More Revealed's Own Horror Stories

Say Goodbye to Alcohol
Graduate from AA's Jerk University

August 18th, 2005

This is pretty long, but I hope it's helpful to somebody.

I first started going to AA in the '80s, but I can say gratefully now, only sporadically. I quit drinking for 5 years in the '90s, on my own, and that is when I had my first bad experience with AA—which I thought I needed to get back to, instead of being a dry drunk.

I went to one particular group enough to notice that women very rarely did readings, lead, etc. But they were always to be seen in the kitchen, hovering over that damn coffee. I finally asked one of the men what was up with that, and he told me there were several "ladies" meetings in the area if I wanted to hear women. I was pissed, and stayed away for a number of years, but after treatment in 2002, I came back.

This time I was serious. But I was also in an unhappy, long-term relationship and very vulnerable. Within a month, a fellow started giving me attention, and I fell hard. He had 5 years and "knew a lot about the program". It had only taken him 2 or 3 chats to invite me over to his place, but I refused. The next night, he drove me out by a lake, and again nothing happened.

After that the head games were in full force—he told me we could never have a relationship, I only had 3 months clean & sober—but I guess it would have been ok to "have his way with me", as he freely told me had been his intent. Right or wrong, my feelings deepened, and it was obvious. But he didn't push me completely away—he flirted for several months, and I dangled on every look and kind word. I was really vulnerable, and should have known better, but that's the way it was. Eventually I settled for friendship, but whenever I disagreed about anything the condescension reared up. I was too early in recovery, blah blah.

One night I asked how his dying ex-mother-in-law was doing (he had told me about her)—he went off and concluded by calling me "a very disgusting human being". This was incredibly hurtful, but he never apologized, and went on his merry way. By the way, he had known I had been much abused as a child. Was my sponsor sympathetic? No, during her last marriage, she had heard much worse. I was not to be angry or hurt , at least not for longer than a nanosecond, because that would be "self-pity".

Being Christians, I told her that if those emotions were so bad, then Christ must have been whacked out on self-pity at the Temple. But it wouldn't have mattered what I said, she had 17 years, I had just over one—which is supposed to say it all.

I think I went to two more meetings after the "disgusting" thing, and then left for good. But I wasn't through with the guy just yet, because I really wanted to be a spiritual person, compassionate and forgiving—and not hold "resentments".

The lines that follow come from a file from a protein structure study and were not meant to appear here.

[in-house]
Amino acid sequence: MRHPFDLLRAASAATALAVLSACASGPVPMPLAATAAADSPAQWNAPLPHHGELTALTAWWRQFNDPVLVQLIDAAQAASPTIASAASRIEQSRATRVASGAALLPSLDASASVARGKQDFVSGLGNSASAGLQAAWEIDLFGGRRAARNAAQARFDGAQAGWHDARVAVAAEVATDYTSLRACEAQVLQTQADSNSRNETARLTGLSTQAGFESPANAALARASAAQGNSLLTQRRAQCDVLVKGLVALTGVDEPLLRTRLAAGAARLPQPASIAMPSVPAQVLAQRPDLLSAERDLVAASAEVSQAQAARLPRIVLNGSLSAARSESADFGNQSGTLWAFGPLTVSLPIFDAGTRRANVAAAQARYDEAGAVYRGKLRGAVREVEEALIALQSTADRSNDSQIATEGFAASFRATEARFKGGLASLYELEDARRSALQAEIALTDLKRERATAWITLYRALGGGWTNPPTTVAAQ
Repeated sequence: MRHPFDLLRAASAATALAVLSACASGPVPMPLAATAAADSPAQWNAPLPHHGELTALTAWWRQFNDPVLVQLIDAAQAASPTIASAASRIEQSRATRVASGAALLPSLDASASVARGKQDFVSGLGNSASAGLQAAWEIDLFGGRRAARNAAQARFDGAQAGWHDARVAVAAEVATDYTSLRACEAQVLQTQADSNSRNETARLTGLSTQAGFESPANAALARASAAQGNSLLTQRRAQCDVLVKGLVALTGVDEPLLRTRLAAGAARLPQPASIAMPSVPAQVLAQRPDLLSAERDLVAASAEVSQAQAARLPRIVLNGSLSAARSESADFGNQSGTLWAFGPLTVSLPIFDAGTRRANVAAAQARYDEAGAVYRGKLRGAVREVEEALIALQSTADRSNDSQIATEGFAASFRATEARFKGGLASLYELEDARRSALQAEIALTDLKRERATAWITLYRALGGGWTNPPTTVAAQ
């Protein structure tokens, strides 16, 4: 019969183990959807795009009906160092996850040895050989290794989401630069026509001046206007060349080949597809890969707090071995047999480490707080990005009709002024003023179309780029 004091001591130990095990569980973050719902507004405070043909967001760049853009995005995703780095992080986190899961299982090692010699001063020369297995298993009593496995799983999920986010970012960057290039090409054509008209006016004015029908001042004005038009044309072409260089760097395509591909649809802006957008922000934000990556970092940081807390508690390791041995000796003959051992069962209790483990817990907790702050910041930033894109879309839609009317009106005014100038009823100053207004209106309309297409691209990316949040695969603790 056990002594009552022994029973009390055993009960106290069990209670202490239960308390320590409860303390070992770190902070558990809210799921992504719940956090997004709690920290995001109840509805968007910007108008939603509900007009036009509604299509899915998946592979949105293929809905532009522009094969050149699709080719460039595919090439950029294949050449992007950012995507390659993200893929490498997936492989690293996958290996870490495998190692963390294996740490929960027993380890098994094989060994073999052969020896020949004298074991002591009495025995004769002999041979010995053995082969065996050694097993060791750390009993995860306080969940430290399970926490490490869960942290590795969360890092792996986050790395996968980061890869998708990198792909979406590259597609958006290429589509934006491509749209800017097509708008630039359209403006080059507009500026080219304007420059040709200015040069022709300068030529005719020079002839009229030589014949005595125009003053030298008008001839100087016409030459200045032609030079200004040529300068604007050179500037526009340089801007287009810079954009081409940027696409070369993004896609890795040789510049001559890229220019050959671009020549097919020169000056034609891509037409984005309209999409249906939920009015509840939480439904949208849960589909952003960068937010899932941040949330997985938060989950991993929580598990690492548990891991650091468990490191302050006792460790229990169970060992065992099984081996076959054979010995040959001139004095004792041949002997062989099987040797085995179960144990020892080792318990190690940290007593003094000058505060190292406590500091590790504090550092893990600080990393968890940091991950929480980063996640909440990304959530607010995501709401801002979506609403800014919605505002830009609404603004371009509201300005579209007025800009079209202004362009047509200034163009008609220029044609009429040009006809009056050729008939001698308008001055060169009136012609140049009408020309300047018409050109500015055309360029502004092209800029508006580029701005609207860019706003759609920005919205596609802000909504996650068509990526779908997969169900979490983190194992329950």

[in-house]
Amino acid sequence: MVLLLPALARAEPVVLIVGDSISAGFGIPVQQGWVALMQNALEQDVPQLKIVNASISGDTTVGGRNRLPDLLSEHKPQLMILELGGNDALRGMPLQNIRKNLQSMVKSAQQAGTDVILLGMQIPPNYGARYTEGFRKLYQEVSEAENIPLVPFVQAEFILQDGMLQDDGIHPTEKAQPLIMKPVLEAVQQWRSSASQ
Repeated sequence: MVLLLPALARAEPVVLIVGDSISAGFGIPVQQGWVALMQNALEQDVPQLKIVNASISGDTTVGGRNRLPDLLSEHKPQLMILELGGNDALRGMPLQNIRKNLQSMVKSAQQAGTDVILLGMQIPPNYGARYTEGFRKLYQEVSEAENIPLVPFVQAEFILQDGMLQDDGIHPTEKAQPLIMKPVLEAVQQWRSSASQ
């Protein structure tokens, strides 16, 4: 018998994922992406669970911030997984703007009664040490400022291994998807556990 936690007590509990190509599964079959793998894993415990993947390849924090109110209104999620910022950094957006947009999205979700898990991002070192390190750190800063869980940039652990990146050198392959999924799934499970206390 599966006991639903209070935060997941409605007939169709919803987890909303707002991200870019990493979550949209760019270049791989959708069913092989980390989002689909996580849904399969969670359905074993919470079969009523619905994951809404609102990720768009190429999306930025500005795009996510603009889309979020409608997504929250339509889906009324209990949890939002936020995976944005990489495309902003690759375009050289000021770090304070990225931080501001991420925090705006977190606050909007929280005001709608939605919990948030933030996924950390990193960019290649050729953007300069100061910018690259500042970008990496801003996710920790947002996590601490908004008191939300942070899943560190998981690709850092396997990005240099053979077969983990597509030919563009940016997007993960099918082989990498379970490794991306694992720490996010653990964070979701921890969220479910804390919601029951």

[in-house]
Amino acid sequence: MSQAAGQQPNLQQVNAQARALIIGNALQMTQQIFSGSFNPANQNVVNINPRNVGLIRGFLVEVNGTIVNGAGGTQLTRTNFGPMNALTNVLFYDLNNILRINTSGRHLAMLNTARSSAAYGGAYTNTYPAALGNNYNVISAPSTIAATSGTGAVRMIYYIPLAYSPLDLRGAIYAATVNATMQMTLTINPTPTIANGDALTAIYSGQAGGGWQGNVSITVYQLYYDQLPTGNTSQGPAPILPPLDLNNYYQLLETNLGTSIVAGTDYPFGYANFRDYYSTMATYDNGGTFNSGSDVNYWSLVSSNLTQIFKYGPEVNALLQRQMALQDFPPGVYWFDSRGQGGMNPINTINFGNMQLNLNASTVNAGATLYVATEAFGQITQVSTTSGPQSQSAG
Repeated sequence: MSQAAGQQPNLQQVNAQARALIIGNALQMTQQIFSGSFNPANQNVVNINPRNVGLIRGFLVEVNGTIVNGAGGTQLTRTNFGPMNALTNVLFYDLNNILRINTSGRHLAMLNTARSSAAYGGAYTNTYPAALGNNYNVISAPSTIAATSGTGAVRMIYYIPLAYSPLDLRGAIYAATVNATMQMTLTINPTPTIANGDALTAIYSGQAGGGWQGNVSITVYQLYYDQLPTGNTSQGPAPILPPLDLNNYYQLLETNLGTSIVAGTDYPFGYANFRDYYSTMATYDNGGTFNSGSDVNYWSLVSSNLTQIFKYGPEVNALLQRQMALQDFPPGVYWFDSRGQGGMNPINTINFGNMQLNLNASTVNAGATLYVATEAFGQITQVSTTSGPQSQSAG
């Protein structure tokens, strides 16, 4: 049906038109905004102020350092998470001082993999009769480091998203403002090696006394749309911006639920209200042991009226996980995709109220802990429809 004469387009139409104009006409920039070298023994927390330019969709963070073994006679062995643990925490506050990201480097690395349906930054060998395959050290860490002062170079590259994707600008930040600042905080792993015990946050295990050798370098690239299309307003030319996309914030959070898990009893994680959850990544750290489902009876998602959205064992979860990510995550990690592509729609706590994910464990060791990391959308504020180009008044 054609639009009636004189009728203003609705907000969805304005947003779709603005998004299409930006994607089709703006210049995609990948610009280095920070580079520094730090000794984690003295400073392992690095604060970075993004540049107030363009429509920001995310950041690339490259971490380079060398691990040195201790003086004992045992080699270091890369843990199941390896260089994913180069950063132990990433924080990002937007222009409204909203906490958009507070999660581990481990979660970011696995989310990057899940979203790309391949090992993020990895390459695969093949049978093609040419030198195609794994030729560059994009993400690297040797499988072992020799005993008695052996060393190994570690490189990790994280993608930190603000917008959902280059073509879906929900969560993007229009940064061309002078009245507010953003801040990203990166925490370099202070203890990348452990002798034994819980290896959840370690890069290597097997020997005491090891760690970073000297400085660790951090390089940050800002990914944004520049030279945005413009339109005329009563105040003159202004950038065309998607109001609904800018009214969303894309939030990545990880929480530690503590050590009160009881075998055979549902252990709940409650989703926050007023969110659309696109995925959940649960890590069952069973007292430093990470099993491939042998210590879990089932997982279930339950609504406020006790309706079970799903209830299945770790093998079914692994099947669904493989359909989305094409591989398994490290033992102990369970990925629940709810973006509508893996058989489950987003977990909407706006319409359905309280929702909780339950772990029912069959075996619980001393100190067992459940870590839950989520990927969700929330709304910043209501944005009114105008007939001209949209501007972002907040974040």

When I told him that I had lost my second sponsor, and that I had some doubts about the program, he e-mailed me back, saying, "Somehow I'm not surprised. You are incorrigible, a total addict/alcoholic...I don't think AA will work for you". What a flaming asshole.

But that experience DID wake me up, finally. I started investigating anti-AA websites—and I started thinking for myself and trusting those thoughts. After all, Think Think Think. I thought about my "friends" (particularly men) who couldn't commit to a lousy cup of coffee on Wednesday, 'cause this was Monday, and they had no idea what Wednesday would bring. Selfish and non-committal—just like old times—is this a problem with booze, or are you just a jerk to begin with?

I thought about the constant sexual innuendo coming out of certain "oldtimers". I thought about all the emphasis on humbling the ego—but whose ego is AA concerned with? When a sponsor barks at someone to "get your ass to a meeting", when someone is told to "shut up and listen", when oldtimers are exalted and newcomers put down, SOMEBODY'S ego is clearly not that humbled. Isn't this supposed to apply to EVERYBODY? That shitty "cotton" expression proves AA encourages egotism.

I thought about how I couldn't successfully get off pills while doing everything I could in the program (half the time I couldn't wait to get to the pharmacy after a meeting). I realized—I don't want to hear about booze and drugs all the time. I want it to not be a factor anymore. How is talking about booze all the time different from drinking all the time? Your mental energy is still going there. Why are you talking about a coping mechanism of 1, 5, 20, 40 years ago? Aren't we supposed to be living for TODAY? AA lets you keep alcohol in your life—you never have to say goodbye to it. Funny about that.